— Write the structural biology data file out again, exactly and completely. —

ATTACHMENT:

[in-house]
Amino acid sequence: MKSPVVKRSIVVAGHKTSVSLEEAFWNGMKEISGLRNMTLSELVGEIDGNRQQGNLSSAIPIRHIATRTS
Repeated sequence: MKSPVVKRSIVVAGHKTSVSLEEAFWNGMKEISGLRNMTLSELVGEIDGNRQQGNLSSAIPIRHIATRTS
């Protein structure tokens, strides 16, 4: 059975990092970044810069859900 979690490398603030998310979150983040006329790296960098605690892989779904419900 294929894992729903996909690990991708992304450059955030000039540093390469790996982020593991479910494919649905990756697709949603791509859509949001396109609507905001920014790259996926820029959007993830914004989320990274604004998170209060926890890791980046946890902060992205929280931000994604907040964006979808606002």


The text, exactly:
[in-house]
Amino acid sequence: MKSPVVKRSIVVAGHKTSVSLEEAFWNGMKEISGLRNMTLSELVGEIDGNRQQGNLSSAIPIRHIATRTS
Repeated sequence: MKSPVVKRSIVVAGHKTSVSLEEAFWNGMKEISGLRNMTLSELVGEIDGNRQQGNLSSAIPIRHIATRTS
């Protein structure tokens, strides 16, 4: 059975990092970044810069859900 979690490398603030998310979150983040006329790296960098605690892989779904419900 294929894992729903996909690990991708992304450059955030000039540093390469790996982020593991479910494919649905990756697709949603791509859509949001396109609507905001920014790259996926820029959007993830914004989320990274604004998170209060926890890791980046946890902060992205929280931000994604907040964006979808606002």